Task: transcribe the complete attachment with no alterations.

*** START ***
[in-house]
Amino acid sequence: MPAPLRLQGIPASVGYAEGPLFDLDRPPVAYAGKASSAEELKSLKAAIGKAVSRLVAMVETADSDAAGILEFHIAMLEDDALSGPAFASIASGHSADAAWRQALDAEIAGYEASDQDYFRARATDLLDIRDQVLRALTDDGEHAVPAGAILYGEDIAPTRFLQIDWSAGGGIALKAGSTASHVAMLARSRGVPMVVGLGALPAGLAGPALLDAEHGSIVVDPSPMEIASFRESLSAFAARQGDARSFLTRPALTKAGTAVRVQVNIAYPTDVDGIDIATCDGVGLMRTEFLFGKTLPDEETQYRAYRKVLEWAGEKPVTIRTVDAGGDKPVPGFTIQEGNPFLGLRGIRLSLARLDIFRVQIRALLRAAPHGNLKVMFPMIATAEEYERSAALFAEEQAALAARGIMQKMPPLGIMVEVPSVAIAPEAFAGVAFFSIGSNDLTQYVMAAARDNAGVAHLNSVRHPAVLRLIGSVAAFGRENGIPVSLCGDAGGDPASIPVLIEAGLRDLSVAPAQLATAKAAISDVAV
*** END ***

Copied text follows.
[in-house]
Amino acid sequence: MPAPLRLQGIPASVGYAEGPLFDLDRPPVAYAGKASSAEELKSLKAAIGKAVSRLVAMVETADSDAAGILEFHIAMLEDDALSGPAFASIASGHSADAAWRQALDAEIAGYEASDQDYFRARATDLLDIRDQVLRALTDDGEHAVPAGAILYGEDIAPTRFLQIDWSAGGGIALKAGSTASHVAMLARSRGVPMVVGLGALPAGLAGPALLDAEHGSIVVDPSPMEIASFRESLSAFAARQGDARSFLTRPALTKAGTAVRVQVNIAYPTDVDGIDIATCDGVGLMRTEFLFGKTLPDEETQYRAYRKVLEWAGEKPVTIRTVDAGGDKPVPGFTIQEGNPFLGLRGIRLSLARLDIFRVQIRALLRAAPHGNLKVMFPMIATAEEYERSAALFAEEQAALAARGIMQKMPPLGIMVEVPSVAIAPEAFAGVAFFSIGSNDLTQYVMAAARDNAGVAHLNSVRHPAVLRLIGSVAAFGRENGIPVSLCGDAGGDPASIPVLIEAGLRDLSVAPAQLATAKAAISDVAV